A number of recent theoretical studies have shown that, in the presence of illegal disposal opportunities, an optimal policy for reducing solid waste is a combination of a final product tax and a recycling subsidyi.e., a deposit/refund system. A deposit/refund is equivalent to a charge on disposal: the deposit is refunded if the product is recycled, so the consumer only bears a cost if the product is discarded. As a result, the deposit/refund ensures that the least-cost method of reducing disposal is used, whether it be through source reduction or recycling. By contrast, other policies take advantage of only source reduction or only recycling as opportunities for waste reduction.
This study provides empirical estimates of the costs of deposit/refunds, along with advance disposal fees (ADFs), recycling subsidies, and recycling rate standards. The estimates are generated through calibration of a simple two-equation model of the supply and demand for secondary materials and a mass balance condition describing waste disposal. The calibration is performed using supply and demand elasticity estimates from the extant economics literature and 1990 baseline prices and quantities of materials in the municipal solid waste stream. These empirical estimates have two kinds of policy implications. First, they allow a comparison of the relative costs of the different approaches. Although previous research has shown that the deposit/refund provides the best incentives, other policies may be more politically or administratively feasible. Our comparison of the relative costs of the policies will allow policy- makers to assess the trade-off between political and administrative considerations and the incentives the policies create. Second, the paper evaluates the absolute magnitude of the costs of waste reductions. Thus, these costs may be compared with the benefits of waste reduction to decide if any policy intervention is desirable, and if so, how much waste should be reduced.
We find that, indeed, the deposit/refund is the least-cost approach. For a 10 percent reduction in waste disposal, the deposit/refund has a marginal cost of only $45 per ton of waste reduced. By comparison, the ADF at $85 per ton and the recycling subsidy at $98 per ton are almost twice as costly as the deposit/refund. Setting recycling rate standards to achieve a 10 percent reduction has a marginal cost of $61 per ton of waste reduced. The larger the desired percentage reduction in disposal, the greater the absolute divergence in costs between the deposit/refund and the other approaches. Even allowing for uncertainty in the elasticity estimates, through a Monte Carlo simulation approach, the deposit/refund is still found to be cheaper than the other three alternatives. A remaining concern, however, is the administrative costs of the deposit/refund. Existing estimates suggest that traditional "bottle-bill" states have high administrative costs--so high that the ADF, which is essentially a deposit without the refund, would appear to be cheaper. Estimates of the administrative costs of the more centralized California system, on the other hand, are low enough to make the deposit/refund still the preferred approach. Nonetheless, we feel that more research into administrative costs by material is needed.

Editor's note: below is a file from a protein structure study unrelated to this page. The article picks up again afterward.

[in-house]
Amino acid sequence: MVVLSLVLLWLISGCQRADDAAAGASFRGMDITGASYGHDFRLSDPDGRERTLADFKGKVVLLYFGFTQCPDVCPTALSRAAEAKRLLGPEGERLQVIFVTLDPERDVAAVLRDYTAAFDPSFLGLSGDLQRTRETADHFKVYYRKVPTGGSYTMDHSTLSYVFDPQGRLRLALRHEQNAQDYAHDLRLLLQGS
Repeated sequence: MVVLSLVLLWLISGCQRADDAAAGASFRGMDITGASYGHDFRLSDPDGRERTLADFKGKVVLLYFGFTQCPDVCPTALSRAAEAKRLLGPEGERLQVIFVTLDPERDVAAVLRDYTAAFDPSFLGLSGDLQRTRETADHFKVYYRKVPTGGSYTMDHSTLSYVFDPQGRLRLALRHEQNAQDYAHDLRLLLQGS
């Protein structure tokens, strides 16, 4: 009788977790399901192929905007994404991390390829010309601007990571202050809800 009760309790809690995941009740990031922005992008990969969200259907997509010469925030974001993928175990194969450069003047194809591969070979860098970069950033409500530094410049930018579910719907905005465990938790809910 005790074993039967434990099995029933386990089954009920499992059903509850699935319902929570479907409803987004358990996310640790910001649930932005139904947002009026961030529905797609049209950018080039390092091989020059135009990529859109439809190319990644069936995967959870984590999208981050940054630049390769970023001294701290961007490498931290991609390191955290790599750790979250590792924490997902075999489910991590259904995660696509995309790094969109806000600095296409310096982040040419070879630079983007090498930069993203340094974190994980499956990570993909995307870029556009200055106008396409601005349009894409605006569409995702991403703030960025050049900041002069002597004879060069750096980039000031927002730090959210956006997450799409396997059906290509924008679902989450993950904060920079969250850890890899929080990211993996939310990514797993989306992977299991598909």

We find that a policy that requires a uniform percentage reduction in each material in the solid waste stream is substantially more costly than an approach where materials are allowed to be reduced in the least-cost fashion. A 10 percent reduction in each material in the solid waste stream, for example, would be achieved with a set of deposit/refunds that cost $70 per ton of waste reduced.
We argue that the principal benefits of waste reduction are the avoided landfill disposal costs. In this case, we find that a deposit/refund of approximately $33 per ton would be optimali.e., would provide a reduction in waste disposal to the point where the marginal benefits of that reduction just equals the marginal costs. A $33 per ton deposit/refund yields about a 7.5 percent reduction in waste disposal for the wastes that we address in our model. We qualify this finding, however, by noting that our model is calibrated on 1990 data. There have been significant changes in recycling markets in the mid-1990sprices for many secondary materials have risen as demand for those materials has increased. As a result, further increases in demand (and reductions in waste disposal) could be more costly than predicted by our model. This would imply a smaller optimal reduction in disposal. Updating the data is a topic for future research.